Hay: The fine art of guessversation

So a buddy and yours truly went to a new restaurant the other day. Well, more of a pub really. You could tell it was a new pub in town from a mile (1.6 kms) away on account of the one kilometer (.6 miles) line up at the door. Also, there was a prevalence of young attractive servers all dressed in black and all female. Also the decor was trendy and typical – 25-foot industrial ceilings, a bar the size of a department store, two layers of stylishly uncomfortable booths and tall tables. Oh, and the real give-away: it was loud!

Really loud. As in the middle of a public market in Calcutta loud. As in being at the Rogers Place when the Oilers score a game-winning goal in overtime (very rare, but deafening). Industrial-strength, hearing protection-required, loud.

Now it should be said that my buddy and I have been playing in rock bands since the Jurassic Period and as such have been regularly saturated by levels of decibels that would make an audiologist cry. Imagine standing between, say, a shrieking skill saw (guitar) and Husqvarna lawn mower without a muffler (bass guitar) and throw in a construction site pile driver (drums) all at full blast for three to four hours every couple of days and that would begin to explain why I, personally, am so weird. Also, deaf.

Now, this is not worn like a badge like the colors on a Hell’s Angels jacket – by the time somebody invented decent ear plugs for musicians and jackhammer operators, the horses had already left the barn.

But when the background sound in a restaurant approaches the level of a 747 taking off even normal people have a tough time with ordering or talking or other activities requiring the ability to hear anything at all besides the deafening din of NOISE. So for us hearing-challenged weirdo musicians it goes something like this:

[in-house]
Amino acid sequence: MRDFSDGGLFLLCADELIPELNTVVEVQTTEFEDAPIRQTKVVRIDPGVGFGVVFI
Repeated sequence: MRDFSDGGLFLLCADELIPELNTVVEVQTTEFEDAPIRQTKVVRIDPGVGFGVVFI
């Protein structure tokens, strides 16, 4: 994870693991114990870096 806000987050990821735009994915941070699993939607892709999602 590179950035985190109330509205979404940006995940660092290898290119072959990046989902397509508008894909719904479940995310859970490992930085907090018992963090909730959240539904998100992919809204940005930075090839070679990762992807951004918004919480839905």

Waitress: (shouting) “Hello, how are we doin’ today?”

Me: (shouting) “Yes!”

Waitress: (shouting) “Um, er, is this your first time here?”

Me: (shouting) “I’m fine. You?”

Waitress (valiantly forging ahead) (and shouting) : “Could I get you something to drink first? We have miffle muffle squibbell budweiser special flubother flip flop $5.95.”

Me: (shouting) “This is my first time here, i think my head is exploding.”

The Waitress points at the menu and enacts Universal Server Sign Language for “Are you going to order or not – I have five other tables!”

Me: (shouting) “I’ll just have a small Coors light draft, please!”

Seventeen minutes later she brings me a large bottle of Budweiser.

So my buddy who shall remain nameless (Dave) and I bravely shout at each other, mostly not having a clue what each other is saying. But we are both well-practiced at what I like to call “Guessversation”. There is a lot of nodding in affirmation, shaking one’s head back and forth slowly (which is suitably vague if performed correctly) and responding with carefully crafted non-committal shouted conversation standbys, such as: “Wow.” “Really?” “Hmmm.”

So you know how they used to have smoking sections in bars and restaurants? How about “quiet sections?” A nice area in the corner of the place where the background sound is, say, under the level of a fire alarm in a phone booth. Of course, it would have to be a bunker made of cement with no windows, but I’m sure the quiet section servers would appreciate it. And they would be easy to spot. They’re the ones who don’t have the bleeding ears.

Harley Hay is a local writer and filmmaker.

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